As the 30th anniversary of the Falklands War between the United Kingdom and Argentina approaches, the war of words between Buenos Aires and London is heating up.
The Argentines are trying to enlist other Latin American countries to pressure the United Kingdom, The 12 nation UNASUR grouping attempted to portray British rule as a colonial presence.
"The military presence of the United Kingdom and Northern Ireland in the Islas Malvinas ... goes against the region's policy to seek a peaceful solution to the sovereignty dispute, and [the region] reiterates its rejection of that presence," was their way of putting it.
UNASUR countries also condemned the oil exploration activities in the area of the Falklands Islands ""It also rejects unilateral British activities in the disputed zone, which include, among other things, the exploration and exploitation of renewable and non-renewable Argentine natural resources"
To counter the Argentinians who are trying to place the dispute in the frame of a struggle against colonialism, the British are retorting with the ideal of self-determination. Since the people of the Falklands wanted to keep British administration, their wishes had to be respected .
British Prime Minister Cameron summed up the British case:"To me, it is very important that we stick up for the right of self-determination. The people who live in the Falkland Islands want to continue with their current status…What I wanted to do in this 30th anniversary year is send a very clear signal to the rest of the world - Argentina and others - that while the Falkland Islanders want that status, Britain will help them keep that status."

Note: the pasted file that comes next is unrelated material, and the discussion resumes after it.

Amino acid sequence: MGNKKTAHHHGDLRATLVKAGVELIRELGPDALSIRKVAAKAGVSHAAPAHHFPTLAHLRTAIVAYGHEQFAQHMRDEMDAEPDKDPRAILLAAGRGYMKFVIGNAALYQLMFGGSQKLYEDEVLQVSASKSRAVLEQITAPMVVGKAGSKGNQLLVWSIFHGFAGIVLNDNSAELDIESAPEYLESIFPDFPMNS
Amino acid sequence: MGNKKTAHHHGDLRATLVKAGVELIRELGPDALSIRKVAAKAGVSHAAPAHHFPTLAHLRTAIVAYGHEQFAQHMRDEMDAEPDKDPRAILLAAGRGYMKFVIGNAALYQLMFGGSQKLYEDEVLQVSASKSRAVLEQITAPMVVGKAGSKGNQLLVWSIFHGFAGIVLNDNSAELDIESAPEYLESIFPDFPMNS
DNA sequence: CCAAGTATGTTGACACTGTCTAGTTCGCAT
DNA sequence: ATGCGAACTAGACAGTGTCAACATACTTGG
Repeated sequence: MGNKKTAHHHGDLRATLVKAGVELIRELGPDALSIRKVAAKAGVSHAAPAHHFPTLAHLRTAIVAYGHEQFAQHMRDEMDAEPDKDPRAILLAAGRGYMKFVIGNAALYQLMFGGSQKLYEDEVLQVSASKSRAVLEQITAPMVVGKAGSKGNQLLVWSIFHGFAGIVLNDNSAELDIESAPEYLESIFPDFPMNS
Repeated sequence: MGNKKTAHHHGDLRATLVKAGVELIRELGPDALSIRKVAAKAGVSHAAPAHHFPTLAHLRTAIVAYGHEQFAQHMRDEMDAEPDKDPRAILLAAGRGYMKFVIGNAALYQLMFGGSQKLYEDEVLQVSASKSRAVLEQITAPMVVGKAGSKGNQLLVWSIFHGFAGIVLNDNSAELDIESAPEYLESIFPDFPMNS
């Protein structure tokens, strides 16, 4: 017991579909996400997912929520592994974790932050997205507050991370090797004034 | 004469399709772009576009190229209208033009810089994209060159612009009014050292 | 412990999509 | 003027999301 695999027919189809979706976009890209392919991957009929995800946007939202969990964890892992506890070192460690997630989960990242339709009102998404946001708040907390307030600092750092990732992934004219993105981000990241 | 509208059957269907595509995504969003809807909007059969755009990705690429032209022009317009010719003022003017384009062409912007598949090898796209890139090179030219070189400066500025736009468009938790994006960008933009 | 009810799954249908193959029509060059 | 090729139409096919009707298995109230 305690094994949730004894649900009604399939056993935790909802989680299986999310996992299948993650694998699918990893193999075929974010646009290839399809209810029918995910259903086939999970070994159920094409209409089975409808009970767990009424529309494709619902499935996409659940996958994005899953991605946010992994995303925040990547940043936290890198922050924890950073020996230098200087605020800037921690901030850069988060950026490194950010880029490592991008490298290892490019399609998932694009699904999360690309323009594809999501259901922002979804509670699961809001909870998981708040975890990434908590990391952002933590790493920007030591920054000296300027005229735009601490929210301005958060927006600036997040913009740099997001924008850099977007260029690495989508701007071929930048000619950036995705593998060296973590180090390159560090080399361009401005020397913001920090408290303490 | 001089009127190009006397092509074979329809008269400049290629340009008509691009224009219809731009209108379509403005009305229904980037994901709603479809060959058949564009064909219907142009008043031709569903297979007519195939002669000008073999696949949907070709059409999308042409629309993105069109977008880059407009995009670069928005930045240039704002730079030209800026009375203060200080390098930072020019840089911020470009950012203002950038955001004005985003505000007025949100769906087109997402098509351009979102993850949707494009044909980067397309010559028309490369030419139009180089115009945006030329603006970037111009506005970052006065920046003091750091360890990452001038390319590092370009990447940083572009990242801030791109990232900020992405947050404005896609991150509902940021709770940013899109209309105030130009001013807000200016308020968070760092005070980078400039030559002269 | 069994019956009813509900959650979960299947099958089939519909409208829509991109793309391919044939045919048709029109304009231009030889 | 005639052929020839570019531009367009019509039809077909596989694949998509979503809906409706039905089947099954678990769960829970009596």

Argentina, according to the Foreign Office, was the aggressor by threatening the livelihoods of the population, by advocating naval and oil boycotts and lately by an attempt to scare off companies who wanted to conduct oil exploration. The exploitation of oil and natural resources was in itself an "integral part" of the Falklands right to self-determination.
During his recent successful state visit to the United States Prime Minister David Cameron received grudging's US support on the issue. While the United States remained neutral over the issue of who had the more solid case for sovereignty over the islands, the Americans, according to the British Prime Minister, supported the de facto situation.
"The US position is that they support the status quo, they don't argue against the status quo and that is very welcome," said Cameron. "They are content with the status quo; they are not challenging the status quo."